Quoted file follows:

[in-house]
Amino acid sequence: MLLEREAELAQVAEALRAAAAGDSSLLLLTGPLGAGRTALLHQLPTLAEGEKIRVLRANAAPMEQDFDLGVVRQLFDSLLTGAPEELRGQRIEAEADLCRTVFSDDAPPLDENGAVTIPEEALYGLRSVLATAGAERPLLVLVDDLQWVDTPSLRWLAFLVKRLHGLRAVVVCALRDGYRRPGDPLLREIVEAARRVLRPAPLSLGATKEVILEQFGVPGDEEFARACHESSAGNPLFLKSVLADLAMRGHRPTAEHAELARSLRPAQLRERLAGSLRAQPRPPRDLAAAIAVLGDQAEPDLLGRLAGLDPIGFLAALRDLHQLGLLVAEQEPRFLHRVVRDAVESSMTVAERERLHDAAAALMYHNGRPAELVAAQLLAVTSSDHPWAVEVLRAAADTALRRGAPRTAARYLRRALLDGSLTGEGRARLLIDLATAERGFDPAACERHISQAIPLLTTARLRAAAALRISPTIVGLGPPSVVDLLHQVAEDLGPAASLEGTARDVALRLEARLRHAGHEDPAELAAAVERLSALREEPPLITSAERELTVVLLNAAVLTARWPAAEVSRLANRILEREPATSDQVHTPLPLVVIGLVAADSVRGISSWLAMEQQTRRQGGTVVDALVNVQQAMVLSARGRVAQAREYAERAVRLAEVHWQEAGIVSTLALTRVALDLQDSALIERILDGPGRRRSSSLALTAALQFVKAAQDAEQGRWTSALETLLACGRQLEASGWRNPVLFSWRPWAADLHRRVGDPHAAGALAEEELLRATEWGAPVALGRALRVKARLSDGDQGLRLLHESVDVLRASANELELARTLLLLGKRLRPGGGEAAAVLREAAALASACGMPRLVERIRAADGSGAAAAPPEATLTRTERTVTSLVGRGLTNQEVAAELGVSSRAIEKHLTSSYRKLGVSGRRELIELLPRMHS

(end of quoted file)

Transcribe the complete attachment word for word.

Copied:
[in-house]
Amino acid sequence: MLLEREAELAQVAEALRAAAAGDSSLLLLTGPLGAGRTALLHQLPTLAEGEKIRVLRANAAPMEQDFDLGVVRQLFDSLLTGAPEELRGQRIEAEADLCRTVFSDDAPPLDENGAVTIPEEALYGLRSVLATAGAERPLLVLVDDLQWVDTPSLRWLAFLVKRLHGLRAVVVCALRDGYRRPGDPLLREIVEAARRVLRPAPLSLGATKEVILEQFGVPGDEEFARACHESSAGNPLFLKSVLADLAMRGHRPTAEHAELARSLRPAQLRERLAGSLRAQPRPPRDLAAAIAVLGDQAEPDLLGRLAGLDPIGFLAALRDLHQLGLLVAEQEPRFLHRVVRDAVESSMTVAERERLHDAAAALMYHNGRPAELVAAQLLAVTSSDHPWAVEVLRAAADTALRRGAPRTAARYLRRALLDGSLTGEGRARLLIDLATAERGFDPAACERHISQAIPLLTTARLRAAAALRISPTIVGLGPPSVVDLLHQVAEDLGPAASLEGTARDVALRLEARLRHAGHEDPAELAAAVERLSALREEPPLITSAERELTVVLLNAAVLTARWPAAEVSRLANRILEREPATSDQVHTPLPLVVIGLVAADSVRGISSWLAMEQQTRRQGGTVVDALVNVQQAMVLSARGRVAQAREYAERAVRLAEVHWQEAGIVSTLALTRVALDLQDSALIERILDGPGRRRSSSLALTAALQFVKAAQDAEQGRWTSALETLLACGRQLEASGWRNPVLFSWRPWAADLHRRVGDPHAAGALAEEELLRATEWGAPVALGRALRVKARLSDGDQGLRLLHESVDVLRASANELELARTLLLLGKRLRPGGGEAAAVLREAAALASACGMPRLVERIRAADGSGAAAAPPEATLTRTERTVTSLVGRGLTNQEVAAELGVSSRAIEKHLTSSYRKLGVSGRRELIELLPRMHS